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Un especial de Tierramérica: Cumbre Mundial sobre el Desarrollo Sostenible,
Johannesburgo, 26 de agosto - 4 de septiembre 2002
 
   
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Walk Out Averted!
Civil Society and U.N. Reach Truce over Sandton Access

Por Bert Wilkinson

The United Nations and representatives from more than 12,000 registered NGO and civil society groups, reached a peace accord late yesterday, averting a potentially embarrassing NGO boycott of the official negotiations over access to the Sandton Convention Centre.

“We must say that the U.N. and the South African government moved very quickly and were very cooperative. They clearly averted protest action in the form of a boycott, a march or a sleep, whatever people were planning,” said Renate Bloem, president of the International Confederation of NGOs and a key member of the International Steering Group (ISG).

Tensions between the groups and U.N. administrators boiled over into a full-fledged row yesterday, after U.N. security officials moved to deny dozens of civil society representatives access to the convention centre where negotiations are taking place.

But following three rounds of emergency meetings, including at least two attended by South African Social Development Minister Zola Skneyiya and Nitin Desai, the U.N. conference secretary-general, the two sides reached an accord, averting what the German-born Bloem called a “near crisis” at the summit.

From today, between 1,500 and 1,900 civil society representatives will be allowed access to the centre to interact with delegates and lobby ministerial delegations. Two more entry points will be added to avoid embarrassingly long queues that were evident yesterday.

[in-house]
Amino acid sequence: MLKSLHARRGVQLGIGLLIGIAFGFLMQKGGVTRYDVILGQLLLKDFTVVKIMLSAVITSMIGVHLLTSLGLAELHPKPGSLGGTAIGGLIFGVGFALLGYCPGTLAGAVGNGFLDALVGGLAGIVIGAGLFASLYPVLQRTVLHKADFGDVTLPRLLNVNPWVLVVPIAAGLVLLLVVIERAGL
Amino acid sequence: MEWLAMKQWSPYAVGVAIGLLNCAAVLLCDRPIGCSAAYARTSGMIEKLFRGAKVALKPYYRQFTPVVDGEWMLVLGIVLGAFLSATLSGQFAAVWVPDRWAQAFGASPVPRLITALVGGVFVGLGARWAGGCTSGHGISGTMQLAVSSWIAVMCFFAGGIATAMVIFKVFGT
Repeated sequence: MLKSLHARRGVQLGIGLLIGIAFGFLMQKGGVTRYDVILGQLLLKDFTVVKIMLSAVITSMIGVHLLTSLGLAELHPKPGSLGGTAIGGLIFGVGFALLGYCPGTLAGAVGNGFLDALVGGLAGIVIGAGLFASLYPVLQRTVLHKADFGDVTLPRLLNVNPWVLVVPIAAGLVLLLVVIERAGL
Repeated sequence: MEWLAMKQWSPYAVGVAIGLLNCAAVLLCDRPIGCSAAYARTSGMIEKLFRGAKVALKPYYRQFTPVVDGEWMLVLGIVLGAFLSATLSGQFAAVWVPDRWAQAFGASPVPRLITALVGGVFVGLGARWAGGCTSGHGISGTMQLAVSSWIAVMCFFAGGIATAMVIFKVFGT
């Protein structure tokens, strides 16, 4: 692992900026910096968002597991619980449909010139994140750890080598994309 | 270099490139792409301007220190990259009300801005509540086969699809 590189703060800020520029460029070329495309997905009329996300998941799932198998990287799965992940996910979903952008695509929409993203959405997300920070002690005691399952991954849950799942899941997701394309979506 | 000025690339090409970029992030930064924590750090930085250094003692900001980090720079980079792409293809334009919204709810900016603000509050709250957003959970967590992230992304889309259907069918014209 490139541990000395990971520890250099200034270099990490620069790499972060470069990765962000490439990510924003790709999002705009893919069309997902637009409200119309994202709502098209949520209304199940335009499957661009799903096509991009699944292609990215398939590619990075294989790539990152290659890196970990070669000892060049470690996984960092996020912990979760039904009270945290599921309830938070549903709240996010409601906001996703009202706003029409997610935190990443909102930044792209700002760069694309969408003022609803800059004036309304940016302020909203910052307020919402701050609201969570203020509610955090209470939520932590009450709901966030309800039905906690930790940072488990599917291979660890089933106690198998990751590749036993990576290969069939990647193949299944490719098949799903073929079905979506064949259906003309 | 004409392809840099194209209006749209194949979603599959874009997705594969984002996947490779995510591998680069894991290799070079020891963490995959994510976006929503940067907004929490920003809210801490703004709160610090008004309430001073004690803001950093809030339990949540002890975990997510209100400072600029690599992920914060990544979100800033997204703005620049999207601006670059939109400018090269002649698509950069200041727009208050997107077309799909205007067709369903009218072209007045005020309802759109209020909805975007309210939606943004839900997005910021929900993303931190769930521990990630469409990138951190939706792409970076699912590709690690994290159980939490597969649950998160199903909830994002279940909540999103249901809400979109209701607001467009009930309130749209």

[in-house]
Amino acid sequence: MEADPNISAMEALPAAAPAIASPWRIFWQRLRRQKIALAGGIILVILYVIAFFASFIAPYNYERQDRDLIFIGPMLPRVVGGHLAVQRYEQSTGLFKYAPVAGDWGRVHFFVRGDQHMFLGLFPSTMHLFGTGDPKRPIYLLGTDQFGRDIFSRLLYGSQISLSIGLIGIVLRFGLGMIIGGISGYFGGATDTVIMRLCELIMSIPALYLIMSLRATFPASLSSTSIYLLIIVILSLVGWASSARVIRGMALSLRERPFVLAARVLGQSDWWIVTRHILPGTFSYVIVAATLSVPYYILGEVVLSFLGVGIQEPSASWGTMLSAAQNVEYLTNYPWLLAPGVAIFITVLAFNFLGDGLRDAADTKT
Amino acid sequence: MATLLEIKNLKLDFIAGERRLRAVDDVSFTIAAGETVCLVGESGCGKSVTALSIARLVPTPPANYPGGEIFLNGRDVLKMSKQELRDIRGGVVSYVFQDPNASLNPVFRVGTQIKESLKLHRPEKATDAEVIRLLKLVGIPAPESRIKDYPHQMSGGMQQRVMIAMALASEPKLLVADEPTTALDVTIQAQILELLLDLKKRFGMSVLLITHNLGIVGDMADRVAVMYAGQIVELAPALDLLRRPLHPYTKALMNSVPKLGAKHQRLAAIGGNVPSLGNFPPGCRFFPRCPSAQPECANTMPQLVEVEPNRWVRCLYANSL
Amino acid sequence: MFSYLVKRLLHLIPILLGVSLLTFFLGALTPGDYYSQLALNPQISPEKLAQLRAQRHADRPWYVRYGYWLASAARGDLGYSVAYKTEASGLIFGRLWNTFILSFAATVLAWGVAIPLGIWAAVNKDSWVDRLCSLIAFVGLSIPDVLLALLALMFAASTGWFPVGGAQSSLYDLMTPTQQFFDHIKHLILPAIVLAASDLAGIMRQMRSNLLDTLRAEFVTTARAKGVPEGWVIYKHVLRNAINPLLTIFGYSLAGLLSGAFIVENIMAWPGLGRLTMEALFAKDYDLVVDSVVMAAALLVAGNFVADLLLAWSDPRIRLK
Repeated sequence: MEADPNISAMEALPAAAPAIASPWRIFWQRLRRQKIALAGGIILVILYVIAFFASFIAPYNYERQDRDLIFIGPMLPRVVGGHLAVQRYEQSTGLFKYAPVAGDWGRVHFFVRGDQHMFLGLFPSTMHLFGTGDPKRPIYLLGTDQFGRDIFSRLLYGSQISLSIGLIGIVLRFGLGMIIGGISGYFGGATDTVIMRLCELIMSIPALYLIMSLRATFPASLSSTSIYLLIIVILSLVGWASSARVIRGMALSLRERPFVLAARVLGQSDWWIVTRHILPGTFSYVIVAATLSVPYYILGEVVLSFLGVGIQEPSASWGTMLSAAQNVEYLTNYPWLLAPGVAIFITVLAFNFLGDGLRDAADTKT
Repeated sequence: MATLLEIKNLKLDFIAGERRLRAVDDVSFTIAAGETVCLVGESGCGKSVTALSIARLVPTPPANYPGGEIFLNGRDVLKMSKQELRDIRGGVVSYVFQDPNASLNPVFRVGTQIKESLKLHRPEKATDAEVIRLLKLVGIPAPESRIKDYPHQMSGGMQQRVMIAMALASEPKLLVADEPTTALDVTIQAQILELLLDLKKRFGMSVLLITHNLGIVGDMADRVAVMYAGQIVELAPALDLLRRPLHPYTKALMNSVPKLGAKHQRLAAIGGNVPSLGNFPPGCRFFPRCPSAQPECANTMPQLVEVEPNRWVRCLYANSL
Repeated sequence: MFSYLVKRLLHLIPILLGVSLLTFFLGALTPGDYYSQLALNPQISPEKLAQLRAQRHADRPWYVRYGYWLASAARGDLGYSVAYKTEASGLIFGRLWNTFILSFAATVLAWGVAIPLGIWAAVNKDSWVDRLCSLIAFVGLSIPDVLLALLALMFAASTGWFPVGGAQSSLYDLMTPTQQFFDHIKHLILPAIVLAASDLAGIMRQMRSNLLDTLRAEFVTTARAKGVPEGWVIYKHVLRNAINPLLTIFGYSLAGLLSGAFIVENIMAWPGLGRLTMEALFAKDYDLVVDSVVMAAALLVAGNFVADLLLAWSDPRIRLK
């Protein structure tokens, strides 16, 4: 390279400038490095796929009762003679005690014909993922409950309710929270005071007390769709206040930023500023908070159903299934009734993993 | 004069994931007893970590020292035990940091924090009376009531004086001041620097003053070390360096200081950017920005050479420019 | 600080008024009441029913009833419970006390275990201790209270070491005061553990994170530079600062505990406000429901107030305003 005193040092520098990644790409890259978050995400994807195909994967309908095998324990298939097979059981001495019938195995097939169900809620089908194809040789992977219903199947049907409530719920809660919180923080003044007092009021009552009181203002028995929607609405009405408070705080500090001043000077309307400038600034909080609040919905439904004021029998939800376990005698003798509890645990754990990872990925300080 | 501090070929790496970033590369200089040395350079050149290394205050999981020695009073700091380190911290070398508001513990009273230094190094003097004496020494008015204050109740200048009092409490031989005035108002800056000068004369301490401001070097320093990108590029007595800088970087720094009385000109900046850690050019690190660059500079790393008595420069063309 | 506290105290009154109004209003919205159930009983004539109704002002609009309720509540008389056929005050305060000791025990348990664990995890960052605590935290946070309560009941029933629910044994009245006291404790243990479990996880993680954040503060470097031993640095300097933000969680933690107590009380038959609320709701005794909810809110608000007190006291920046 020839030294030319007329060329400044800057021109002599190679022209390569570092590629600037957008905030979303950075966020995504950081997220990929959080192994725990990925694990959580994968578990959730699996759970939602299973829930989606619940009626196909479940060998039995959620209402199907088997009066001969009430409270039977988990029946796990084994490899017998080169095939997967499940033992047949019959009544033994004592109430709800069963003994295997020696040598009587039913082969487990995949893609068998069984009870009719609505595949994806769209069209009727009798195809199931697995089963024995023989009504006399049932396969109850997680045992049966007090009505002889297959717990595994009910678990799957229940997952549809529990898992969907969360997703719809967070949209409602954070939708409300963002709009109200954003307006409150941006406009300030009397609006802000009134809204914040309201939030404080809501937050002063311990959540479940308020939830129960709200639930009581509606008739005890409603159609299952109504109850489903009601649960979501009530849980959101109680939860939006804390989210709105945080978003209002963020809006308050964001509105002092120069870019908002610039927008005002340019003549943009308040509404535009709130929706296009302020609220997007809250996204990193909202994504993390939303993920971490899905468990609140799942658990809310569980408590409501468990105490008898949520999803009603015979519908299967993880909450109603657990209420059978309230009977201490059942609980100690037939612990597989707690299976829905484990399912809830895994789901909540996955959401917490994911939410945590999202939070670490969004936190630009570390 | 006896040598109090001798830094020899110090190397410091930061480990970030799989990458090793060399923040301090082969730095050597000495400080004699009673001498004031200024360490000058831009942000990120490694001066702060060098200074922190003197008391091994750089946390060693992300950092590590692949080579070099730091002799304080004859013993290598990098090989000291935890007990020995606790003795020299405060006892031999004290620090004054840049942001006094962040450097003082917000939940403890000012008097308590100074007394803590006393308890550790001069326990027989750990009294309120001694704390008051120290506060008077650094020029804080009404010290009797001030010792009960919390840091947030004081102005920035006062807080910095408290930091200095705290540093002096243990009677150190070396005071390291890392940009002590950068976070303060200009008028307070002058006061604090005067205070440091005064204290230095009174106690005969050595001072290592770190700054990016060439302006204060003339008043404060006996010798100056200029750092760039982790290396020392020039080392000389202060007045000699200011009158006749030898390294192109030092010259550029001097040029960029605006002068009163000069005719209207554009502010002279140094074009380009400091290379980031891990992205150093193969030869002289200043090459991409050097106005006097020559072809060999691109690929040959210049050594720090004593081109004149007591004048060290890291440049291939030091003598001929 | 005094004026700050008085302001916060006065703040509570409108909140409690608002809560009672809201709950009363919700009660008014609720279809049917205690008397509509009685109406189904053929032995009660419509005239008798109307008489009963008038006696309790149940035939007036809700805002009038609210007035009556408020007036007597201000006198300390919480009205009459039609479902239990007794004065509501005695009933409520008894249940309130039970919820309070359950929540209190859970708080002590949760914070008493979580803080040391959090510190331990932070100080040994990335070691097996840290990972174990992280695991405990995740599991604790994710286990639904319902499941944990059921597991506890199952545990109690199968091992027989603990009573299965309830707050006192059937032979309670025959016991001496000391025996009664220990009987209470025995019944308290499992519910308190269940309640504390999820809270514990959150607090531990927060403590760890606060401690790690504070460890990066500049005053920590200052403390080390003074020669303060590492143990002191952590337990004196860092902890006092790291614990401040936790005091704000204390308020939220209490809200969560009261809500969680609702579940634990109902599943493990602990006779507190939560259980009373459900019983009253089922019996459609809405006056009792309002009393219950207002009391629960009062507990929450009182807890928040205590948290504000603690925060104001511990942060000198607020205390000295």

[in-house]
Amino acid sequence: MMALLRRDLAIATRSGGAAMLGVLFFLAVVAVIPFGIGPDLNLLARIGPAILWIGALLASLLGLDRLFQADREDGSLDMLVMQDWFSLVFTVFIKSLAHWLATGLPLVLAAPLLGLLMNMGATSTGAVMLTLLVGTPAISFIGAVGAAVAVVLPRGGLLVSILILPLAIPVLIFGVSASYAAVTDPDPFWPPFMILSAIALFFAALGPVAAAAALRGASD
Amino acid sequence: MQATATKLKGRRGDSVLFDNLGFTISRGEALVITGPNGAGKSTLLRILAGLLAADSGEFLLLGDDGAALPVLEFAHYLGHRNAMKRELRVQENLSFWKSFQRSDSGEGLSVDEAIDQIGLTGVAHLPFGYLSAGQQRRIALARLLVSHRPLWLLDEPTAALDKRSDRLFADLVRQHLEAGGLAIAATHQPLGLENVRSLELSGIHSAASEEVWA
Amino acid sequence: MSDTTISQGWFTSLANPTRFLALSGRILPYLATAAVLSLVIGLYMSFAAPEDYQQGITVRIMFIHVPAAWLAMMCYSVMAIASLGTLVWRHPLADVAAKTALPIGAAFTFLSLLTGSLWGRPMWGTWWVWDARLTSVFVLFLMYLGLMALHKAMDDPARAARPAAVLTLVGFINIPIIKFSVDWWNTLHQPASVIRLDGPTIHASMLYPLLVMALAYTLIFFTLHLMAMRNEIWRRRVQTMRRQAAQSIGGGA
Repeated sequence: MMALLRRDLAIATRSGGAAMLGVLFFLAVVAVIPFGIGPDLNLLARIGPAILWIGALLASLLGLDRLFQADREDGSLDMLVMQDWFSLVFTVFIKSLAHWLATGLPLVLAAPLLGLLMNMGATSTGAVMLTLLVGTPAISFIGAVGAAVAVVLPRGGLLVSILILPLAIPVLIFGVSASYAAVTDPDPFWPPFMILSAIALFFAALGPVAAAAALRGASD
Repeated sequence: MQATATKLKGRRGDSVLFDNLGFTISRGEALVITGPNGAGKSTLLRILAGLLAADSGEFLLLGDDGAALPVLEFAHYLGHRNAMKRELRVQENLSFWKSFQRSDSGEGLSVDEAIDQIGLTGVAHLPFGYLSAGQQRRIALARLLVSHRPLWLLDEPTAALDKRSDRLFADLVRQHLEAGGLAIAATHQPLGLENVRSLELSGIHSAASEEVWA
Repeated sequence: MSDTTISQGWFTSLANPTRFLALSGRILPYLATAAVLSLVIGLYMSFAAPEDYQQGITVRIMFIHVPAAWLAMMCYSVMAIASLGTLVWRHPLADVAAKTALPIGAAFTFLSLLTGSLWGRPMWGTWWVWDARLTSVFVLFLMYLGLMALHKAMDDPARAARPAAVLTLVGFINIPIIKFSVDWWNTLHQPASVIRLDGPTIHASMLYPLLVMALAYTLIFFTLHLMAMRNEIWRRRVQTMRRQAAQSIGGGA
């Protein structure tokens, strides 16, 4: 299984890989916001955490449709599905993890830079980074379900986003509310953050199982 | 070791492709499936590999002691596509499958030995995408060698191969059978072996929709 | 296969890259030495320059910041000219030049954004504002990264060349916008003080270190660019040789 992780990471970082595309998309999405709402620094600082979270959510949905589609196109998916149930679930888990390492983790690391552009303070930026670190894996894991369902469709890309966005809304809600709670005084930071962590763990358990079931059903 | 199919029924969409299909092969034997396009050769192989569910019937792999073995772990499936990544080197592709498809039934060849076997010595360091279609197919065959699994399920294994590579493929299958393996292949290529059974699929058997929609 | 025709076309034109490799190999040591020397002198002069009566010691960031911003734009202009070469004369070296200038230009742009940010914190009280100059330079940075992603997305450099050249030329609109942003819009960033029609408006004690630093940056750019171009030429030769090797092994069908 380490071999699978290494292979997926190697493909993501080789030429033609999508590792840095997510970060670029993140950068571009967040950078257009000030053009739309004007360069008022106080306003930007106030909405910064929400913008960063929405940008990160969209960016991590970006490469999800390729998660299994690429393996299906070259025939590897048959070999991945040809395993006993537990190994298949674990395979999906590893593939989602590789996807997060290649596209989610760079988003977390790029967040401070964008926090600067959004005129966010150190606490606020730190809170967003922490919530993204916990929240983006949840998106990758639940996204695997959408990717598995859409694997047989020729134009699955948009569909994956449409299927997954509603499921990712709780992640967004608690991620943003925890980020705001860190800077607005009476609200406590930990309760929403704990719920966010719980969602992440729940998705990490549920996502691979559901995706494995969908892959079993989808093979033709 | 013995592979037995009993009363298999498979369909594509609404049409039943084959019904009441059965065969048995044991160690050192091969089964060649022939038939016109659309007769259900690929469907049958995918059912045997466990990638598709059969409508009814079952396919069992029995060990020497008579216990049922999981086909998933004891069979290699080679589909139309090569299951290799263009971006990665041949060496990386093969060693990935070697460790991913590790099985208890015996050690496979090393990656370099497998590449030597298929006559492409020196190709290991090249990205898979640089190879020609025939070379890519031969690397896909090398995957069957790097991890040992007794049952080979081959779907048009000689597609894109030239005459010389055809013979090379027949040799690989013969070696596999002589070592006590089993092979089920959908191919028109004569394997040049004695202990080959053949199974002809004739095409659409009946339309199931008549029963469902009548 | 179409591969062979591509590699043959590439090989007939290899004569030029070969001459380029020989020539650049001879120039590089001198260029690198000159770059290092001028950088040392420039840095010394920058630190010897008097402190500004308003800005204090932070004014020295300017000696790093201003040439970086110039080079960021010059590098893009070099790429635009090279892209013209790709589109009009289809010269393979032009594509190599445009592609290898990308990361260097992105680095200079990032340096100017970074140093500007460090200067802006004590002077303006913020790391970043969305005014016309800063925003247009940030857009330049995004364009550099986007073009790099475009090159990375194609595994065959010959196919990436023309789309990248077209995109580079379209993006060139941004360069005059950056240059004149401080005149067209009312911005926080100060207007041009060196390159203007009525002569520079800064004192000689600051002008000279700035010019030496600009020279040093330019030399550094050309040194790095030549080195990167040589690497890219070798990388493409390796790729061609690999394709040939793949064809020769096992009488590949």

The special pass system to Sandton, implemented by security official, has been abolished, but Bloem acknowledged that U.N. security and fire department officials would be keeping an eye on overcrowding in the event of an emergency.

In all, non-government representatives will have three entryways compared to one for negotiators.

Additionally, talks are going on with transportation organisers to have shuttle buses moving on a non-stop basis between Sandton and NASREC, to cut down on the commuting time between the two major centres.

Earlier in the day, NGOs had demanded the ISG take decisive protest action to pressure the United Nations to ease access restrictions at Sandton. Suggestions ranged from organising a massive march, whether permission was granted or not, to withdrawing representation at Sandton.

But despite yesterday’s success, more problems may lie ahead because U.N. officials have already warned the groups that access will be severely cut for security reasons from next week when heads of state and government leaders arrive for the meeting. U.N. officials have promised to consider setting up huge television screens in temporary tents to cater to those unable to enter for security reasons.

“I would say that the U.N. and the South African government did everything with their heart and soul there. They wanted to ensure this was a success,” said Bloem.

“Our voices need to be heard and Sandton is the main place for that. We have not travelled all this way for nothing,” declared Paul Tennassee of the Confederation of Free Trade Unions and the World Confederation of Labour.


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